With the U.S. at war in Iraq, oil prices rising, and the SARS epidemic threatening to shut down the supply chain out of Asia, the deck seemed stacked against a stellar second quarter for corporate earnings. But as the quarter fades into memory, it looks as though many companies played a tough hand well. Thanks to a favorable swing in the dollar and further steps by companies to cut costs and boost productivity, Corporate America kept the earnings recovery on track.
Even after allowing for the weaker profit reports expected in coming weeks from utilities, the consensus among Wall Street analysts is for a 6.7% rise in second-quarter operating income for the companies in the Standard & Poor's 500-stock index, according to Thomson First Call. That is nearly a full point higher than forecasts in early June. And BusinessWeek's flash report from 120 early-filing companies shows that income from continuing operations, after excluding special charges, was up 18% compared with the previous year.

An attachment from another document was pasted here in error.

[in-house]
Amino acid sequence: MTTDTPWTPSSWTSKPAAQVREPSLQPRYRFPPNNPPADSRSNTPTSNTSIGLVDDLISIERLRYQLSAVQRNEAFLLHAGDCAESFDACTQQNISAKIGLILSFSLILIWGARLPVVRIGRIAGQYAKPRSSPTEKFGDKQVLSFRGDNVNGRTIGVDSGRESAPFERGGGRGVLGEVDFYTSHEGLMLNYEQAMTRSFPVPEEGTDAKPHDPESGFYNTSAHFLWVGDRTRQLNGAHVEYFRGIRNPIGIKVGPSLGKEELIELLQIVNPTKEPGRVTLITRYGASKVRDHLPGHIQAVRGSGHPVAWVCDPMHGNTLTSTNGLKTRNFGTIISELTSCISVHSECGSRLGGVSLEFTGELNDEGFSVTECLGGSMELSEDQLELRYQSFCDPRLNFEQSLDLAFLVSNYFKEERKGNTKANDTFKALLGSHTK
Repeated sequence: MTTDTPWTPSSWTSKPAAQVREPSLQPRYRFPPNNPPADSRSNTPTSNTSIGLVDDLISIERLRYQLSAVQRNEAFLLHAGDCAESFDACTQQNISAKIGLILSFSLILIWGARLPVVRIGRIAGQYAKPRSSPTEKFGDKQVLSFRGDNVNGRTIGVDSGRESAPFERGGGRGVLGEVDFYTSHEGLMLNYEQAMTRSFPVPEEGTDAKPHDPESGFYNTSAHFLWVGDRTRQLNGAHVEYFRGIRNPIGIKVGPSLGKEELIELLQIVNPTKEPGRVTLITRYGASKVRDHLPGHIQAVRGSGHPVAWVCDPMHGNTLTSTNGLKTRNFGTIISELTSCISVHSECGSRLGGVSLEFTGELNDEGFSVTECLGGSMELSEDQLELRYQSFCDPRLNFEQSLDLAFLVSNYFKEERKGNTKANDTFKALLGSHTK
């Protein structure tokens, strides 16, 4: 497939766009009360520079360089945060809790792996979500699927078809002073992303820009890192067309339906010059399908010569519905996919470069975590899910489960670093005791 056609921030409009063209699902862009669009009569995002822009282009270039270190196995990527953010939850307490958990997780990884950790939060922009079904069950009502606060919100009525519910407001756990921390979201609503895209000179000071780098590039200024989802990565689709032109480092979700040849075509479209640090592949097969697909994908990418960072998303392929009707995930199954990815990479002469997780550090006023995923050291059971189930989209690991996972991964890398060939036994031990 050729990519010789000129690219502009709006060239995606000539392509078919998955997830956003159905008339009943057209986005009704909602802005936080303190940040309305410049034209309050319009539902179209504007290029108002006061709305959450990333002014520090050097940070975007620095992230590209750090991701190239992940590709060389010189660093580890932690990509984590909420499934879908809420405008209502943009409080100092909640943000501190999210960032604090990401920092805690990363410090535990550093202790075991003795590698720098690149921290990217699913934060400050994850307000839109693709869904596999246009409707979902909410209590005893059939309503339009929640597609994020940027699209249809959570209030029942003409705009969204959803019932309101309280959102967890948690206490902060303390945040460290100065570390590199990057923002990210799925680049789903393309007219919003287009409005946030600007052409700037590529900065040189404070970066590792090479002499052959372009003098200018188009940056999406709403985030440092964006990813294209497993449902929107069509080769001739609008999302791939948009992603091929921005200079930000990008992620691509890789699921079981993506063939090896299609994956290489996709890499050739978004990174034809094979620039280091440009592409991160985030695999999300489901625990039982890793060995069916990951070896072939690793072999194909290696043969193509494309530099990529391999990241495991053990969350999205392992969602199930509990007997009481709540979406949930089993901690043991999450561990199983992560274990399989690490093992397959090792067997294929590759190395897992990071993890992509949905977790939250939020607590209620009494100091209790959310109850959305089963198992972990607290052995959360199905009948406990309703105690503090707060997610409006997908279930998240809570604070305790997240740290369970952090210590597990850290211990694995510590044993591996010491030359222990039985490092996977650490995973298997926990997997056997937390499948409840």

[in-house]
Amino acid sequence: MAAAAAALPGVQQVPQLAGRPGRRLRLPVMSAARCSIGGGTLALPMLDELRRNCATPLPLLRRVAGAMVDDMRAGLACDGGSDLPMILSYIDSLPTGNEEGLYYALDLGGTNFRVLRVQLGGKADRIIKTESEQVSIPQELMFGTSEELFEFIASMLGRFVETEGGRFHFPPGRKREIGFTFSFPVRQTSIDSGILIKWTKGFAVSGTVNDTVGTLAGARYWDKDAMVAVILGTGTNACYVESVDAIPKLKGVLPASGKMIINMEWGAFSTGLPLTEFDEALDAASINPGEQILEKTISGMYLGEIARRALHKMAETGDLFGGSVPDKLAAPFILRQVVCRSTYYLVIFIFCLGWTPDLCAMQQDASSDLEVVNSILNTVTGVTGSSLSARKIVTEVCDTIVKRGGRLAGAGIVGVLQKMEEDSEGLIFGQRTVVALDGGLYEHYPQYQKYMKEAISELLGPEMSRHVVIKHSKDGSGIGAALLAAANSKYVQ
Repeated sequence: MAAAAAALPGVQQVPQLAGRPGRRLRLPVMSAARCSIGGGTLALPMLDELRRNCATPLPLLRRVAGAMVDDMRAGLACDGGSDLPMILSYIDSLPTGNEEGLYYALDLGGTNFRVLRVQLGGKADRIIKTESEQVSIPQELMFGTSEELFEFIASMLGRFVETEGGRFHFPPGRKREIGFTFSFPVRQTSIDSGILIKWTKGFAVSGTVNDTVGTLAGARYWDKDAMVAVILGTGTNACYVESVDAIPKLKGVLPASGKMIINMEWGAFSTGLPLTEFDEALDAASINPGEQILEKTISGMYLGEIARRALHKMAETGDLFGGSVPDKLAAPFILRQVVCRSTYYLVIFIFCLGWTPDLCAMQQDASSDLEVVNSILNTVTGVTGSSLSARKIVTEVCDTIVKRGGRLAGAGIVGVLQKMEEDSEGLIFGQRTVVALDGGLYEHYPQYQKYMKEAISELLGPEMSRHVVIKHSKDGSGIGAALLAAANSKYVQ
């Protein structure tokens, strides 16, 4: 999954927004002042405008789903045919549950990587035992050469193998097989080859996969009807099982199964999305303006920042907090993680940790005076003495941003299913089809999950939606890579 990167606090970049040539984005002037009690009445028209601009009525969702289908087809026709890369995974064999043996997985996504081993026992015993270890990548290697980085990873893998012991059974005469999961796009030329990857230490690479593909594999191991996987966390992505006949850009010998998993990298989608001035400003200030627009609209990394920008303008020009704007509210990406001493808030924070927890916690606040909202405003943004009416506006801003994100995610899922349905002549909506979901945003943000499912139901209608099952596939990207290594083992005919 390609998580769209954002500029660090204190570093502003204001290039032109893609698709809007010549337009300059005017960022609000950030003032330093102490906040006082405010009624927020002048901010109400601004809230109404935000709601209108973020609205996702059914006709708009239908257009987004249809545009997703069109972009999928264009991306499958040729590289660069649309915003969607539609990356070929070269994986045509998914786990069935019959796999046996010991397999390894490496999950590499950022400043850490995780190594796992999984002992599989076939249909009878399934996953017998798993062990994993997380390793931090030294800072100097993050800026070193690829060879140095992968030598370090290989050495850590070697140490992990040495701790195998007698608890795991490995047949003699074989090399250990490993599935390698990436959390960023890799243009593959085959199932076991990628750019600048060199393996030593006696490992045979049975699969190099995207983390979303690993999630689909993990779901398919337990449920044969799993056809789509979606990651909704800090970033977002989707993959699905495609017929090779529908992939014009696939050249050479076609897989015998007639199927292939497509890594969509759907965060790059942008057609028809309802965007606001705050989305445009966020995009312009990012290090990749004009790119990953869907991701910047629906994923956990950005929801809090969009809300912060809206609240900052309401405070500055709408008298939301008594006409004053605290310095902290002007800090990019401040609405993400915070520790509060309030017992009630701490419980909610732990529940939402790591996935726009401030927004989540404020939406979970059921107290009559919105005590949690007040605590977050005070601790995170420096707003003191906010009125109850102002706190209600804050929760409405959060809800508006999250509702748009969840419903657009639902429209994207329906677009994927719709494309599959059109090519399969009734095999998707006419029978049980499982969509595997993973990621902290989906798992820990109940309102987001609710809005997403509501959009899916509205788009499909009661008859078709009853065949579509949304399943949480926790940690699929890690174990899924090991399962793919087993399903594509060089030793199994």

With business demand still weak, however -- revenues for the 120 companies in the BusinessWeek survey rose only 3% -- most businesses earned their profits through aggressive cost-cutting. But that should give companies even more leverage if the economy surges this fall as forecast. Analysts polled by Thomson First Call now expect profits for companies in the S&P 500 to climb 13.6% in the third quarter and 21.5% in the fourth quarter. Having already dealt with SARS and war, Corporate America has beat the odds before. By Brian Grow in Ocala, Fla.